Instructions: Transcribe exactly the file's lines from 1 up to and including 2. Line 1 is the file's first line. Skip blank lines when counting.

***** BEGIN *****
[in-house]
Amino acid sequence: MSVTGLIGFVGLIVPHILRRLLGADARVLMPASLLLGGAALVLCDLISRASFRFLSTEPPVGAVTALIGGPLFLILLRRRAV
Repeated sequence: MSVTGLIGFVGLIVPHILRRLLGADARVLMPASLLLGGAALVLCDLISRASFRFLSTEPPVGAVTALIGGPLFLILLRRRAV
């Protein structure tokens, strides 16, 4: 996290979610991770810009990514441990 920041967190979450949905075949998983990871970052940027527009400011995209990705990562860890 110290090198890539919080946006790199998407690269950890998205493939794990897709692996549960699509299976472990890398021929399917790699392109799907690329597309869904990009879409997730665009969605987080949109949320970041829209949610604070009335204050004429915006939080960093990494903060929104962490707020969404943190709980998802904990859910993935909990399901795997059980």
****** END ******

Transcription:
[in-house]
Amino acid sequence: MSVTGLIGFVGLIVPHILRRLLGADARVLMPASLLLGGAALVLCDLISRASFRFLSTEPPVGAVTALIGGPLFLILLRRRAV